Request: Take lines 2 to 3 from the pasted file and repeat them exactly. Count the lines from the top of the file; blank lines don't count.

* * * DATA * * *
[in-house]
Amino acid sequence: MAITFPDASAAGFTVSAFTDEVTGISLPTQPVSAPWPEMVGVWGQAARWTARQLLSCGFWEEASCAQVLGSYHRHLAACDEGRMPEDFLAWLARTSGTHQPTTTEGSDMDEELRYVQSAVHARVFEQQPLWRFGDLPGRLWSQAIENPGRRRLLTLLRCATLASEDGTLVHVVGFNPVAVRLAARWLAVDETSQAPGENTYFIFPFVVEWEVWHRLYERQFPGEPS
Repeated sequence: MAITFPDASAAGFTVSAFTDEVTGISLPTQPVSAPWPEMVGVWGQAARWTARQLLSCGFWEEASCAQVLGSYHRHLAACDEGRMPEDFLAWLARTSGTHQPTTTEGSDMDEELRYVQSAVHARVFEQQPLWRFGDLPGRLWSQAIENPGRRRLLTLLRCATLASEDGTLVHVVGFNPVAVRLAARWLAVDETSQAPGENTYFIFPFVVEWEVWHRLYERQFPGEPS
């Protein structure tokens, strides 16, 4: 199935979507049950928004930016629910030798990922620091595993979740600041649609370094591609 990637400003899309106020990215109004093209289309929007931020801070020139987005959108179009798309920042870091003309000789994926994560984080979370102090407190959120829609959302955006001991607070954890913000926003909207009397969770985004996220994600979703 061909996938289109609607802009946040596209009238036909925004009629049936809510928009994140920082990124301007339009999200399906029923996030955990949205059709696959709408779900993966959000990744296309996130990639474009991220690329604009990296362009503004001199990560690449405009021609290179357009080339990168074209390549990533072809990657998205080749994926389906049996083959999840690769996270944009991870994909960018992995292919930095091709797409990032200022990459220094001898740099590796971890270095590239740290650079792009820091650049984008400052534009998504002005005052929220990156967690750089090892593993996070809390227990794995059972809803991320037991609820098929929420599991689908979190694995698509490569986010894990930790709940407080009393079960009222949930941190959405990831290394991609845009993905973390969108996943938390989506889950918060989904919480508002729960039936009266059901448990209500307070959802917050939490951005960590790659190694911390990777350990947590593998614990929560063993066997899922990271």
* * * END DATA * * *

Amino acid sequence: MAITFPDASAAGFTVSAFTDEVTGISLPTQPVSAPWPEMVGVWGQAARWTARQLLSCGFWEEASCAQVLGSYHRHLAACDEGRMPEDFLAWLARTSGTHQPTTTEGSDMDEELRYVQSAVHARVFEQQPLWRFGDLPGRLWSQAIENPGRRRLLTLLRCATLASEDGTLVHVVGFNPVAVRLAARWLAVDETSQAPGENTYFIFPFVVEWEVWHRLYERQFPGEPS
Repeated sequence: MAITFPDASAAGFTVSAFTDEVTGISLPTQPVSAPWPEMVGVWGQAARWTARQLLSCGFWEEASCAQVLGSYHRHLAACDEGRMPEDFLAWLARTSGTHQPTTTEGSDMDEELRYVQSAVHARVFEQQPLWRFGDLPGRLWSQAIENPGRRRLLTLLRCATLASEDGTLVHVVGFNPVAVRLAARWLAVDETSQAPGENTYFIFPFVVEWEVWHRLYERQFPGEPS